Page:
Fortunately, Rhode Island Governor Dan McKee is strongly recommending that children wear masks when they return to school. This should be a no-brainer. With so many unvaccinated children, including …
Fortunately, Rhode Island Governor Dan McKee is strongly recommending that children wear masks when they return to school. This should be a no-brainer. With so many unvaccinated children, including those 12 and under who are not eligible for the vaccination, a mask mandate makes sense.
What also makes sense is the investment in having schools circulate fresh air. States are awash with Covid funds and many don’t know what to do with them. First and foremost, fresh air isn’t an amenity, it is a necessity. As pointed out in a recent Bloomberg magazine opinion (July 19, 2021) COVID has taught the world a few things, not the least of which is the value of fresh air. Indoors, the contagion spread easily as virus particles exhaled by the infected lung hung in the air to be inhaled by new victims. Outdoors, at least, offered the flow of air to disperse these aerosol attackers. Ergo, schools (and for that matter, offices, restaurants, etc.) need better ventilation to minimize the harm from the new coronavirus variants, cold and flu viruses, and future unknown pathogens.
Even putting aside for a moment the risk of COVID transmission, events last week documented a new enemy, i.e. poor air quality emanating from the fires in Canada that had wafted down into Rhode Island. Climate change has introduced a whole other set of problems whether the polluted air is smoke from fires originating thousands of miles away or industrial gaseous emissions in the Atlantic Northeast. These episodes also give rise to the urgency of the need for clean air. Effective ventilation is a must.
Right now before school even begins the surfeit of COVID-related funds should be used for “displacement ventilation” (DV). Virus particles are heavier than air so they remain suspended for hours unless DV sends cool air through vents low in the room and draws warmer air out through the ceiling. Scandinavia is far ahead of this country in implementing systems that circulate fresh air. As Bloomberg Magazine pointed out the American Society of Heating, Refrigerating and Air-Conditioning Engineers recommended that building keep their ventilation system running for hours both before and after people are present.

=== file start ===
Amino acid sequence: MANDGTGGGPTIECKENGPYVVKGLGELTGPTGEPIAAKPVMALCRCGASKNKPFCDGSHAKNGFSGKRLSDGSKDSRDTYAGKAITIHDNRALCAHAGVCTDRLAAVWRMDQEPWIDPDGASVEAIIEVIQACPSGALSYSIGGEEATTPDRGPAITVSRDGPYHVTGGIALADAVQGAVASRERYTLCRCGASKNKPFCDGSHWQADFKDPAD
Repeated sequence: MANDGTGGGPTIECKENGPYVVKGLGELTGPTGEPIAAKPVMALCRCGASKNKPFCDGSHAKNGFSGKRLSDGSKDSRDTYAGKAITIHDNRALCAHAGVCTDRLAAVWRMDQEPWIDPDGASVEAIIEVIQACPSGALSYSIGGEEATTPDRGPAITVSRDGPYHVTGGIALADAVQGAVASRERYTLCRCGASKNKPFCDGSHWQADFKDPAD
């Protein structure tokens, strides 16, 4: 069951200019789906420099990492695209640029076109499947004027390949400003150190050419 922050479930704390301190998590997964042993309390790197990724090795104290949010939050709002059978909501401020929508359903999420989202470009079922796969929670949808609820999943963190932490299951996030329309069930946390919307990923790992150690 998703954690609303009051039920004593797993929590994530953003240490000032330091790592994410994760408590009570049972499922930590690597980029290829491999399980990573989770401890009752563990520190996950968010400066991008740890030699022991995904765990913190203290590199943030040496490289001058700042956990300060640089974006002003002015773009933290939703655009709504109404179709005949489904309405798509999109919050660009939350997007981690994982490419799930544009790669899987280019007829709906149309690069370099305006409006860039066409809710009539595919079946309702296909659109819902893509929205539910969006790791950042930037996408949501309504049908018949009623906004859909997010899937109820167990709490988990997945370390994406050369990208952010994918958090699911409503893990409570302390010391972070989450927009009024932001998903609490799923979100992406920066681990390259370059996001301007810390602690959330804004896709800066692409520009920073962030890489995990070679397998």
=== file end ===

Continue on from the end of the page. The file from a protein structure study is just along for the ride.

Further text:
Schools are a prime breeding ground for air-transmuted illnesses. The poorly ventilated classroom is a petri dish not only for the spread of disease but also for poor student performance as the stagnant air, thick with exhaled carbon dioxide, batters Bobby’s brain.
The mask mandate at least mitigates the transmission as does social distancing. Yet, a more permanent solution needs to be undertaken to protect children in the classroom. An all-out effort needs to be instituted to protect children not only from COVID but harm from other illnesses like the flu or from unclean air.
Protecting children should be the first priority but right behind it is the need to implement good air circulation for vulnerable populations like the elderly in nursing homes. The silence is deafening from state regulators on mandating safer air circulation systems. In quoting the Bloomberg article I agree with its conclusion that two years ago, not many policy-makers had “quality of building ventilation” on their list of priorities. The pandemic has put it at the top of the list. It’s far past time to address air quality.
Arlene Violet is an attorney and former Rhode Island Attorney General.